Lott Won't Use Rulings to Topple Federal Judges: Impeachment Requires Crime, Senate Leader Says
Blomquist, Brian, The Washington Times (Washington, DC)
Any momentum in the House for impeaching "activist" judges ends in the Senate, where Majority Leader Trent Lott said he would consider striking down judges only if they committed crimes.
"I don't think there is going to be a plan to look at [impeachment] as a way to express our opinion on their rulings," Mr. Lott said.
Impeachment "should be based on improper conduct," not on bad decisions or opinions, the Mississippi Republican said.
The Constitution's requirement for impeachment of a federal judge is the commission of "high crimes and misdemeanors" or an absence of "good behavior."
Asked if the Senate would consider impeaching a judge who had not committed a crime, Mr. Lott said: "Not really. Not me. I mean, I'm not talking beyond that."
House Majority Whip Tom DeLay of Texas told The Washington Times last week the GOP-controlled House intends to impeach judges who legislate from the bench. "As part of our conservative efforts against judicial activism, we are going after judges."
Several House Republicans lauded Mr. DeLay's plan, and Democrats attacked it. Rep. Sam Johnson, Texas Republican, began preparing a resolution of impeachment for U.S. District Judge Fred Biery of Del Rio, Texas, who postponed swearing in a Republican sheriff and county commissioner because he had questions about absentee ballots cast by military personnel.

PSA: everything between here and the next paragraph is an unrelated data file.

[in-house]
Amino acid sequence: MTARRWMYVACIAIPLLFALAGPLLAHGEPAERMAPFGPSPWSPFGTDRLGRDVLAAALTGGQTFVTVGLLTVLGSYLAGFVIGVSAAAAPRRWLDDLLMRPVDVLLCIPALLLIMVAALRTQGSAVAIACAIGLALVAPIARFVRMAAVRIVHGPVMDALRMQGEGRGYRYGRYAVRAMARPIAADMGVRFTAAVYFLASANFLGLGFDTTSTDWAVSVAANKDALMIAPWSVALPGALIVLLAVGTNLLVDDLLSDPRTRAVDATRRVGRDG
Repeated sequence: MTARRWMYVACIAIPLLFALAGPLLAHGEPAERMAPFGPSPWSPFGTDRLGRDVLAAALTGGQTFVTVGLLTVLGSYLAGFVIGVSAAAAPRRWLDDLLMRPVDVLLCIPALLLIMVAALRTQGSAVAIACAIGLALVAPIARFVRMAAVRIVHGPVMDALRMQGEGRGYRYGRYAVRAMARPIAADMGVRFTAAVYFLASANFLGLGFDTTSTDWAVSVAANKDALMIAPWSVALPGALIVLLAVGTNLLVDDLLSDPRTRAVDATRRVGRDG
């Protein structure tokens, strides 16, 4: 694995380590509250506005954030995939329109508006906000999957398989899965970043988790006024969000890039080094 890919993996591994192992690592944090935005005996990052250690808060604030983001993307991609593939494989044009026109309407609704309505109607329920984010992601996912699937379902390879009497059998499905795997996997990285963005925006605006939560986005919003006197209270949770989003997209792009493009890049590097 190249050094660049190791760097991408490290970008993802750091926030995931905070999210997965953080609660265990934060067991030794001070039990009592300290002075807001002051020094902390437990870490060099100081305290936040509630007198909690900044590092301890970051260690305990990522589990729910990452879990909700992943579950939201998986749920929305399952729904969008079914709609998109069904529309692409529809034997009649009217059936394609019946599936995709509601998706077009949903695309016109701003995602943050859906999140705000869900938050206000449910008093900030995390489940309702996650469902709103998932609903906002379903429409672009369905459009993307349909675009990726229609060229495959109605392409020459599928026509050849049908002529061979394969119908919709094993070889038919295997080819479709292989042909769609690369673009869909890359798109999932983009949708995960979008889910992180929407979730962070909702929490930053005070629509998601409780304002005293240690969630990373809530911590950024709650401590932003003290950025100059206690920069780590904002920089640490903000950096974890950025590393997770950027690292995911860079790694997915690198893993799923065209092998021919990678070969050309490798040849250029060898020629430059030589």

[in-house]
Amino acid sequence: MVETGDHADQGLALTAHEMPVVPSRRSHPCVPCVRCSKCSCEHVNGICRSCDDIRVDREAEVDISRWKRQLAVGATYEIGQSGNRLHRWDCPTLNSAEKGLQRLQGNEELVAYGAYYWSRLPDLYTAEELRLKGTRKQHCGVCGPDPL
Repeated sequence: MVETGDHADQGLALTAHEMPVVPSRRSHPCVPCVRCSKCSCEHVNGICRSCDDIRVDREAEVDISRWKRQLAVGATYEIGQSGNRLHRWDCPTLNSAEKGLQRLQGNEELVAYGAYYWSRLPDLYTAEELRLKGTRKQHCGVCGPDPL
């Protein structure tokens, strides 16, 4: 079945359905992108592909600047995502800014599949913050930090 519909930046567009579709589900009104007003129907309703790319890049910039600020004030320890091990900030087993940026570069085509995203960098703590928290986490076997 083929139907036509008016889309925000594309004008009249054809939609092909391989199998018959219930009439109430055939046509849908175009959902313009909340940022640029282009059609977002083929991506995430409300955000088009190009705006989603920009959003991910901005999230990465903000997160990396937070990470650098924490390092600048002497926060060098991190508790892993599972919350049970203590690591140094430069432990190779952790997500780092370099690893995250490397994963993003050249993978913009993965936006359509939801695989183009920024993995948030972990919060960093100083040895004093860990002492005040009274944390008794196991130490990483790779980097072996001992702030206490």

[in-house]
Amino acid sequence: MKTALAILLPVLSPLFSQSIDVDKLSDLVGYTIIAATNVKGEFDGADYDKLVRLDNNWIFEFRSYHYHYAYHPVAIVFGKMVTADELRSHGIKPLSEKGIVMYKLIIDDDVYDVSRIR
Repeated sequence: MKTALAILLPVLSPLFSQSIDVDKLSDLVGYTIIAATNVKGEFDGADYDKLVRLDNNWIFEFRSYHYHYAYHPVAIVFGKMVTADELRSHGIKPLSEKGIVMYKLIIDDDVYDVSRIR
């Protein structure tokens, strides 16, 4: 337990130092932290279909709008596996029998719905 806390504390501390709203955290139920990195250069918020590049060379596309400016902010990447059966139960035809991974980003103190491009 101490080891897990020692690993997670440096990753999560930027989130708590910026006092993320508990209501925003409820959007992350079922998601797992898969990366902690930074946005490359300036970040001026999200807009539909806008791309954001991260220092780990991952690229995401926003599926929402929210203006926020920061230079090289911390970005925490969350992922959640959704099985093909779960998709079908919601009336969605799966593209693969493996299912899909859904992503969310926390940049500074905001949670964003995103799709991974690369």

Senate Minority Leader Tom Daschle of South Dakota yesterday called the impeachment movement "the most ludicrous idea that I have heard yet."
"It's the clearest demonstration we've seen in the 105th Congress that Republican extremism is back," he said.
"We never had a philosophical litmus test on judges when we were in the majority, especially for purposes of impeachment," Mr. Daschle said. "My heavens, go back and read the Constitution."
It takes a simple majority for the House to vote to impeach a federal judge. The impeachment case then moves into its trial phase in the Senate. A conviction requires the support of two-thirds of the senators. …